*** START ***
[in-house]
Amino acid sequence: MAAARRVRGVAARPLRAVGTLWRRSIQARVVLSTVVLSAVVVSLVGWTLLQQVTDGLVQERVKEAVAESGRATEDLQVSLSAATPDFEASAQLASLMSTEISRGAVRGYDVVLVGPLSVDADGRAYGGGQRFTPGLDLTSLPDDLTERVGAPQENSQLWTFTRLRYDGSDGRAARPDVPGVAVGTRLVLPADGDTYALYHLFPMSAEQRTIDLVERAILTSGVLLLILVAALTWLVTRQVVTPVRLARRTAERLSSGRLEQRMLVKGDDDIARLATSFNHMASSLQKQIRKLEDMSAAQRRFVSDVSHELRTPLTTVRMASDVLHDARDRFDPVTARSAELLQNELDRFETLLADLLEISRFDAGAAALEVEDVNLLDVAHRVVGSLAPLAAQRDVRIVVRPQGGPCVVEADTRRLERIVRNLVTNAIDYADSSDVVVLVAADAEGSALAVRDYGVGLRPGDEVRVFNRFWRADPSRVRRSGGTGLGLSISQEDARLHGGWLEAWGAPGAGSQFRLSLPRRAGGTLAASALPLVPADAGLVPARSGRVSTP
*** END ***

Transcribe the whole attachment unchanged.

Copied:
[in-house]
Amino acid sequence: MAAARRVRGVAARPLRAVGTLWRRSIQARVVLSTVVLSAVVVSLVGWTLLQQVTDGLVQERVKEAVAESGRATEDLQVSLSAATPDFEASAQLASLMSTEISRGAVRGYDVVLVGPLSVDADGRAYGGGQRFTPGLDLTSLPDDLTERVGAPQENSQLWTFTRLRYDGSDGRAARPDVPGVAVGTRLVLPADGDTYALYHLFPMSAEQRTIDLVERAILTSGVLLLILVAALTWLVTRQVVTPVRLARRTAERLSSGRLEQRMLVKGDDDIARLATSFNHMASSLQKQIRKLEDMSAAQRRFVSDVSHELRTPLTTVRMASDVLHDARDRFDPVTARSAELLQNELDRFETLLADLLEISRFDAGAAALEVEDVNLLDVAHRVVGSLAPLAAQRDVRIVVRPQGGPCVVEADTRRLERIVRNLVTNAIDYADSSDVVVLVAADAEGSALAVRDYGVGLRPGDEVRVFNRFWRADPSRVRRSGGTGLGLSISQEDARLHGGWLEAWGAPGAGSQFRLSLPRRAGGTLAASALPLVPADAGLVPARSGRVSTP